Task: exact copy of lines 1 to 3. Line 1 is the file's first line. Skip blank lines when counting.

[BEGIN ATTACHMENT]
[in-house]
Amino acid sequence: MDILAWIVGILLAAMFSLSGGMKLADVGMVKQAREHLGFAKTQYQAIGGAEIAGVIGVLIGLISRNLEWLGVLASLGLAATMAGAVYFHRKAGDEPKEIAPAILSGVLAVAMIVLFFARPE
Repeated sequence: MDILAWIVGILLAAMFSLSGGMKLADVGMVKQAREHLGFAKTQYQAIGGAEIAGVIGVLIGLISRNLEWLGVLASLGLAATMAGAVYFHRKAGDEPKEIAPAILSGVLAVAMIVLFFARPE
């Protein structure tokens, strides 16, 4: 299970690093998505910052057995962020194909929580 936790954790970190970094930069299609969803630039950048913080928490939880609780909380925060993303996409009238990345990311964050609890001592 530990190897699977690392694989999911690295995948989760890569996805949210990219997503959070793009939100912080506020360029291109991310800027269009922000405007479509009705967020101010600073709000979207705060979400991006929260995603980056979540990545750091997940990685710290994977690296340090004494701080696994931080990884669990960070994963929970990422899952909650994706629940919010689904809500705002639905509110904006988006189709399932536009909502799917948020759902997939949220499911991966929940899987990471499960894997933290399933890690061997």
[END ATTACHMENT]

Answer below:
[in-house]
Amino acid sequence: MDILAWIVGILLAAMFSLSGGMKLADVGMVKQAREHLGFAKTQYQAIGGAEIAGVIGVLIGLISRNLEWLGVLASLGLAATMAGAVYFHRKAGDEPKEIAPAILSGVLAVAMIVLFFARPE
Repeated sequence: MDILAWIVGILLAAMFSLSGGMKLADVGMVKQAREHLGFAKTQYQAIGGAEIAGVIGVLIGLISRNLEWLGVLASLGLAATMAGAVYFHRKAGDEPKEIAPAILSGVLAVAMIVLFFARPE